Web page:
At 22 my body changed, again. I thought I was past all the changes but apparently not. My once slender hips grew to proper child bearing size–even though I’m not planning on using those hips anytime soon–and I even upgraded in bra size (I guess there is always a silver lining.) With these changes came a few small marks, you guessed it, stretch marks. These small lines destroyed the way I thought of myself. I hated my body. These ugly marks obviously meant I was fat, right?
I went through a grieving process, I denied it. I tricked my sweet husband, Ryan, into admitting what they were just to get mad at him whether he said it or not. Kind of how Edward tells Bella to say Vampire in Twilight (yes, I totally brought Twilight into it and I don’t even feel bad.) That was how our conversation would go, I would show him my purple scars and say, “Ryan what are these?”
I read in one of my old journals a quote from a religious teacher I had 4 years ago regarding his wife’s stretch marks. He said that to him, they were tiger stripes she had earned by carrying his children. She had earned her stripes and each one reminded him of the pain, discomfort, and huge sacrifice of giving her own body to give their children life. That changed my perspective.
I started to wonder why it was such a dirty word to us women. It isn’t talked about, no one tells you that when your body starts changing that you’ll get them. A lot of blogging pregnancy journals don’t admit to having any stretch marks, which I think would be a miracle. They are covered up not only by Photoshop but our avoidance.
Even though I didn’t get my stretch marks from pregnancy, my perspective was still changed. I was finally hearing what Ryan had been telling me all along, that the marks weren’t negative to him. But instead they signified that my body was adapting to a woman’s body. To him these marks meant I no longer had my little girl body and that my body was now was more attractive to him. The more his words sunk in, the better I felt. I started to understand that most women have these marks. I’m not alone.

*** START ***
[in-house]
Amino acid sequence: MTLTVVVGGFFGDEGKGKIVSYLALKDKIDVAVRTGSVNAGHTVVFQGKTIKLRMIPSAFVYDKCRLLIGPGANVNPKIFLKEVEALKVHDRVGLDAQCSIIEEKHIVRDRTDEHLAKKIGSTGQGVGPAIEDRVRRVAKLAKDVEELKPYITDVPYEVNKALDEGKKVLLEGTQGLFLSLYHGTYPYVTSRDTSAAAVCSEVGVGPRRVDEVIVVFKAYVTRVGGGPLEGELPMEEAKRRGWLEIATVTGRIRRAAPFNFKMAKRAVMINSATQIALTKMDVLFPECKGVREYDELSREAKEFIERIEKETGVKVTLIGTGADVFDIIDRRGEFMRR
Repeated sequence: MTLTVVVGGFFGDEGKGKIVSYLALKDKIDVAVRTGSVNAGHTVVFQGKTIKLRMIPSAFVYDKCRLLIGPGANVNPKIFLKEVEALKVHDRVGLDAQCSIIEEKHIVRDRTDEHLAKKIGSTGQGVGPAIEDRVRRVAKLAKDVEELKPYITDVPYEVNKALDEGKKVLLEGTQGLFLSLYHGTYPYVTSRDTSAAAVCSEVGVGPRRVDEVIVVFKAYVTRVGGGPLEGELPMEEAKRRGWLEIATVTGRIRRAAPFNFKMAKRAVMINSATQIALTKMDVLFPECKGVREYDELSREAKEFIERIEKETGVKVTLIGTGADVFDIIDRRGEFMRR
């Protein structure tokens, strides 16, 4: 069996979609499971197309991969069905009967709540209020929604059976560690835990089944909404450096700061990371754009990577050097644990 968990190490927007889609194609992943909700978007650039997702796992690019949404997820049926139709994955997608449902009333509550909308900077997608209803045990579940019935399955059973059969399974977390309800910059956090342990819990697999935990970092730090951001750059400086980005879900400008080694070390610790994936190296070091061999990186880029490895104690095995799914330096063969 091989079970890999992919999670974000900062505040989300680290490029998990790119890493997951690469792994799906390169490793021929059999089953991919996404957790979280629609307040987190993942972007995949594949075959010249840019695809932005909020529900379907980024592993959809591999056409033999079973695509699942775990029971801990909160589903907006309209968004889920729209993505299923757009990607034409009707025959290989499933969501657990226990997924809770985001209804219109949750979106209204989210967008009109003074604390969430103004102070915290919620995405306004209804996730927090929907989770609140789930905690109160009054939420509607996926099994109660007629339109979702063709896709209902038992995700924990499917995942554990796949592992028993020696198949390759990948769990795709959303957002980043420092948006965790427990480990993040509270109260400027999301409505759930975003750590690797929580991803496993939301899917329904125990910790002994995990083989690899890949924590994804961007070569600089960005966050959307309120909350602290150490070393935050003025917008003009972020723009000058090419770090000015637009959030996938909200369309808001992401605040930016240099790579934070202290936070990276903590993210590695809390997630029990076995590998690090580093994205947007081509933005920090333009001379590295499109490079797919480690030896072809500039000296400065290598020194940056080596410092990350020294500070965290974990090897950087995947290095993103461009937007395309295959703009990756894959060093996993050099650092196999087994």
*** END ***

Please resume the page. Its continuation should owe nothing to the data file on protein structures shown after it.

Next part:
Instead of letting them destroy my self-esteem, I’ve used them as my inspiration to exercise regularly, drink more water and less soda, eat more vegetables, and accept that this is my body. This is the only body I have. I’ve decided to love it for what it is and not compare to others but instead focusing on keeping my body healthy.
No matter your body type or whether you have a few or a hundred stretch marks, I hope you don’t let them consume you. I hope you don’t let them destroy you. I hope you mothers that have given up your “perfect” body to give life see them as a symbol of sacrifice, your tiger stripes.